The Education of an Idealist by Samantha Power

Samantha Power was a writer before she went into public service. And even though she’s been America’s ambassador to the United Nations, and is now serving as the chief of the US Agency for International Development, it’s possible — maybe even probable — that she’s a better writer than anything else. Which means that even after I have read The Education of an Idealist, it’s difficult to pick up the book, look at the quotes I had flagged for writing this review, and put it down again in anything like a reasonable amount of time.

Here’s a case in point from early in the book where she’s talking about her time at Lakeside High School in suburban Atlanta, a few years after her mom had brought her and her younger brother to the United States from their native Ireland. (It’s also one of several locations that make me think that Power and I very likely have mutual acquaintances.) Court-mandated desegregation brought a fair number of Black students to Lakeside in the mid-1980s when Power was there. She reflects on what that meant in practice.

By the time I arrived at school in the morning, rolling out of bed around 7:30 a.m. and taking a quick ten-minute walk to school, most of my black peers had been up for several hours—first waiting for a neighborhood bus that would take them to a transit hub, then catching a second bus that brought them to Lakeside. I played on the school basketball team and ran cross-country and track. Due to afternoon practice, I started on homework “late”—after six p.m., when i would arrive home. The African-American students on my teams, however, had to wait around for an “activity bus” that did not even leave Lakeside until seven p.m., ensuring that they were rarely home and able to start studying until after nine p.m. Crazily, students who sought out extra help from a teacher or stayed after school to use the library weren’t even permitted to ride the activity bus and had to find their own way home…
To this day, when I hear people judge students on the basis of their test scores, I think of my sleep-deprived African-American classmates as we geared up to take English or math tests together. We may have been equal before God, but I had three more hours of sleep, vastly more time to prepare, and many more resources at my disposal than those who were part of the busing program. (p. 35)

It wasn’t just schools.

Mum and Eddie [Power’s stepfather] saw similar bigotry at Emory University, where they had taken up their jobs as nephrologists. When Eddie attempted to recruit a talented Haitian-American doctor who had graduated from Harvard Medical School, one of his colleagues expressed his opposition, telling Eddie, “Down here, they park cars.” (p. 36)

Power has taken a large and difficult issue — racial discrimination in American schools and workplaces, legacies of a past that is far from passed — and shown how it works in daily life, and implicitly challenged readers to think about how it may have played a role in their lives, what roles it is probably still playing. The whole book is like that. It’s engaging, it’s full of great and funny stories, but it’s also clear throughout that Power sees many ways in which the world could be better, and she’s dedicating her life to helping bring some of those ways to fruition.

The Education of an Idealist by Samantha Power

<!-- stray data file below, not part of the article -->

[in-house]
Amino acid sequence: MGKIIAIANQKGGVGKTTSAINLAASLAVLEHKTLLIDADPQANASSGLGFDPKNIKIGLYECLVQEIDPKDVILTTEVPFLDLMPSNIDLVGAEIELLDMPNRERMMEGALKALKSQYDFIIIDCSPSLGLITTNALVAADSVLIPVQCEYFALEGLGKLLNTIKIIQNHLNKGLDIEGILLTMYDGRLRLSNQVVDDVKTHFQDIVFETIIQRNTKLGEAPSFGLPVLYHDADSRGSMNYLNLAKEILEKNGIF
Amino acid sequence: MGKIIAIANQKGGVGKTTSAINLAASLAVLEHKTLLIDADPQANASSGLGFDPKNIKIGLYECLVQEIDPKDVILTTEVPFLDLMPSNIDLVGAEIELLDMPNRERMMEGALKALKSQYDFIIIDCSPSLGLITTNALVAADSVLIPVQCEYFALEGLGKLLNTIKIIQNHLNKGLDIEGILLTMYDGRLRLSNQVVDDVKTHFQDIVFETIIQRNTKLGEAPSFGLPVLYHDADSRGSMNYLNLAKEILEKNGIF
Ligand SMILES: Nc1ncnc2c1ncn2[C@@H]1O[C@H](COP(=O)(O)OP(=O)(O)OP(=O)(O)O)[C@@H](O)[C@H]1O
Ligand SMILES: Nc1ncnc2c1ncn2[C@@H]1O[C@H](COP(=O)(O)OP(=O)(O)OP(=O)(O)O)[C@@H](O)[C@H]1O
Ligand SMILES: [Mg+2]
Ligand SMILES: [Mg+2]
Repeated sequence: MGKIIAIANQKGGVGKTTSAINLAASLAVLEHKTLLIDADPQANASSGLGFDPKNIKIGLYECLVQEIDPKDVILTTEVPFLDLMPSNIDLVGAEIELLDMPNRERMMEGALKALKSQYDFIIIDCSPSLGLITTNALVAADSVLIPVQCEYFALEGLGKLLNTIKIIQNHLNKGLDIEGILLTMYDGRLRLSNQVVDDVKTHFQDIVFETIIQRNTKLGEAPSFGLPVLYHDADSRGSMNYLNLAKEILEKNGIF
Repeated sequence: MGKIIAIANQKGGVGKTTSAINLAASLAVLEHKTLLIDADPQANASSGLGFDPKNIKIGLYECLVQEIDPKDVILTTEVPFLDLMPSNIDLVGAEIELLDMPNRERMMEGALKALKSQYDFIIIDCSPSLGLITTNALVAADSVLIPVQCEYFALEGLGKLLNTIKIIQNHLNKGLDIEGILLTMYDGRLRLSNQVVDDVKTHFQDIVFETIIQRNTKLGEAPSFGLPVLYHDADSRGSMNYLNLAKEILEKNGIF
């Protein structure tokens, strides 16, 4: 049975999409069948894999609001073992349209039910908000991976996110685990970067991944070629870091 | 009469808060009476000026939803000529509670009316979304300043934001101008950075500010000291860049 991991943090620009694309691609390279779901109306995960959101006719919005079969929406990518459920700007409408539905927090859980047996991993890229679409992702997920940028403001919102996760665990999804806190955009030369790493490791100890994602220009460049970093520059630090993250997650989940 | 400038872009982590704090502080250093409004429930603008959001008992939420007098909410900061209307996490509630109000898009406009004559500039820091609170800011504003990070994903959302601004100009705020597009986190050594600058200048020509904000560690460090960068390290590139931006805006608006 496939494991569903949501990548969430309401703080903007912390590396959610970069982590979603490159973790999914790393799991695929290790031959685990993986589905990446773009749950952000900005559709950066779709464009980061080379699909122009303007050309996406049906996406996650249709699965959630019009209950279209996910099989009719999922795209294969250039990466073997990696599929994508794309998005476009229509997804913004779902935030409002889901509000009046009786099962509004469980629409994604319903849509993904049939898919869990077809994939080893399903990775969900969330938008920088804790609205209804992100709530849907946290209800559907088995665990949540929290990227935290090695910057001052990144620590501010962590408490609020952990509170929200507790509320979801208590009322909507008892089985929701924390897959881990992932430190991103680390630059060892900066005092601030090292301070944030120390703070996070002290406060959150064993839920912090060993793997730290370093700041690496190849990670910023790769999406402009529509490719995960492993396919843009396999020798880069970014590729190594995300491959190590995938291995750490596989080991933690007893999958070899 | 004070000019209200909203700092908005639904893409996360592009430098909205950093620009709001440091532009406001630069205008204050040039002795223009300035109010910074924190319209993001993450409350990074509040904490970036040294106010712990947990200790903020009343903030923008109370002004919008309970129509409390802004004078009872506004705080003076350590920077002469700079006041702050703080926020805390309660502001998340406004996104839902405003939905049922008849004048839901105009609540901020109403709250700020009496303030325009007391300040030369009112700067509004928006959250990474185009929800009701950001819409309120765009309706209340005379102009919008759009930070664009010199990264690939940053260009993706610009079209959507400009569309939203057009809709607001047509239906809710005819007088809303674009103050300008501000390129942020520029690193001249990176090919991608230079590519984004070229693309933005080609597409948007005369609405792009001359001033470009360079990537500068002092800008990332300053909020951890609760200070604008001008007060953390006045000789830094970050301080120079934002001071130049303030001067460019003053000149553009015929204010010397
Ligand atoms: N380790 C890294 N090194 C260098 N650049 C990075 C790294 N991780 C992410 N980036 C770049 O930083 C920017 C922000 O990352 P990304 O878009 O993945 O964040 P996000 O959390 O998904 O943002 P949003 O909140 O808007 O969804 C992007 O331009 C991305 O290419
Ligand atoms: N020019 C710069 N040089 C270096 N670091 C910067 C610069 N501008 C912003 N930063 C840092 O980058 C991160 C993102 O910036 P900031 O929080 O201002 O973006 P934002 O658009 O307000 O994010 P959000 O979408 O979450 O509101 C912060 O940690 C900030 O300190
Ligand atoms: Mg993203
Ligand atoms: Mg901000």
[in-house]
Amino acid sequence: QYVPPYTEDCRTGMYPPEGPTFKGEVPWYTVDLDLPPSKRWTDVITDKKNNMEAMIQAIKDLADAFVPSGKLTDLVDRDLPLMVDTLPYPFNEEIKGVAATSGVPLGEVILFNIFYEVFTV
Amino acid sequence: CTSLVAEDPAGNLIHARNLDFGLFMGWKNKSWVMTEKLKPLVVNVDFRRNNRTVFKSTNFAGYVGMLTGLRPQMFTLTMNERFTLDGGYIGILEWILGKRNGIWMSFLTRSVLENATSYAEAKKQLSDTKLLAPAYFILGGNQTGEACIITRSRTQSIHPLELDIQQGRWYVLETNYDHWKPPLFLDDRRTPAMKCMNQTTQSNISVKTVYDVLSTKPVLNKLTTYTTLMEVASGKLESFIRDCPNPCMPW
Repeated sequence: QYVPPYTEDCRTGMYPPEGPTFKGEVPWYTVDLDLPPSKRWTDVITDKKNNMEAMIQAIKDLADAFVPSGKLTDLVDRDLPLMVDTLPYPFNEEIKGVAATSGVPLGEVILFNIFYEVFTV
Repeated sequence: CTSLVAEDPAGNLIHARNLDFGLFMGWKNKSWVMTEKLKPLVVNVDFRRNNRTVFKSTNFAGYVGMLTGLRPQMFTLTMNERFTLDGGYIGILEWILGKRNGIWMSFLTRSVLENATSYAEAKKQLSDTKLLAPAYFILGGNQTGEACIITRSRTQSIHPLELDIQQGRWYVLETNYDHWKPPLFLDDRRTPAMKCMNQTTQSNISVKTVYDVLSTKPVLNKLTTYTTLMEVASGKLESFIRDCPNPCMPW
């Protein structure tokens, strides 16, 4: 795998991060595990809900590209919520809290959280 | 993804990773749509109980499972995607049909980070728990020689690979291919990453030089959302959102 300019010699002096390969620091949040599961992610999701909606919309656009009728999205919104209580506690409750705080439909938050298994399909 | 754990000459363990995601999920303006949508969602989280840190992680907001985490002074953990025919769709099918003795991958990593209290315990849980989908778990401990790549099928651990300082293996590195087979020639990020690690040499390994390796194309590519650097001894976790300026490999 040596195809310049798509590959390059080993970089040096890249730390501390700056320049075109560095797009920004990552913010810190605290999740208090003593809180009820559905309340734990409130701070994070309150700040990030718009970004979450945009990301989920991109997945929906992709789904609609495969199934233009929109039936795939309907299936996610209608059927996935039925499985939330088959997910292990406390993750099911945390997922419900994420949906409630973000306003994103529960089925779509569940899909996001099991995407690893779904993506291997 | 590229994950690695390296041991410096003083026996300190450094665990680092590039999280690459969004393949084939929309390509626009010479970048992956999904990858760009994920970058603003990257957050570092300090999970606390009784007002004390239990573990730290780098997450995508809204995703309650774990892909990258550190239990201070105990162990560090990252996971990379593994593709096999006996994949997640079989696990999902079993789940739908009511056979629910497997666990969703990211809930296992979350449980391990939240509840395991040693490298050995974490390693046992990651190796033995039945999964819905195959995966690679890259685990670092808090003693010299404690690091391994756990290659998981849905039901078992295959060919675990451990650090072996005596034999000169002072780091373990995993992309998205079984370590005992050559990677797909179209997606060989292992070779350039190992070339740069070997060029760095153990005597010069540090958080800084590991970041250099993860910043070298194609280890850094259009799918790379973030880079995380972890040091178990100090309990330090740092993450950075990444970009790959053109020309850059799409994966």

Power got a big career break when, after graduating from Yale in 1992 (another place we may well have mutuals), she went to work for Mort Abramowitz who was then president of the Carnegie Endowment for International Peace. She wanted to work for Foreign Policy, Carnegie’s prestigious journal, and was disappointed to wind up an intern in the president’s office. She feared a gopher role, not quite realizing that she would have a close-up view of the intersection between think tanks and policy in Washington.

Mort was the first person I came to know who had helped make foreign policy at such rarified levels, and over time he would drill into me a simple truth: governments can either do harm or do good. “What we do,” he would say, “depends on one thing: the people.” Institutions, big and small, were made up of people. People had values and people made choices. (p. 52)

During her time at Carnegie, she also encountered Fred Cuny, a legendary operator whose achievements included the establishment of a safe zone in northern Iraq that prevented a massive Kurdish refugee problem and enabled hundreds of thousands to remain in their homes. When Power first met him, he was hatching an audacious plan to break the siege of Sarajevo by restoring water and natural gas service to a large share of the city’s residents. (Cuny disappeared, never to be seen again, in Chechnya in 1995 during Russia’s invasion and bombardment of that region.) Power also came to know Jonathan Moore who

was the first person I met who talked about public service with boundless delight—as a source of camaraderie and fun. To him, even government officials who got themselves into trouble were objects more of fascination than of judgment. “He was so devious, it was neat to watch!” he would exclaim. Jonathan keenly weighed the moral ambiguity in high-level decision-making. (pp. 58–59)

Her road to public service was not short — she was a freelance correspondent in the wars in Yugoslavia, then a law student, then the author of A Problem from Hell a book on genocide that won her a Pulitzer — but her personal ambition, acknowledged in the book, and more than that her drive to right wrongs, to be useful to people in bad situations, pull her toward public work. Her early connections with people like Abramowitz open doors.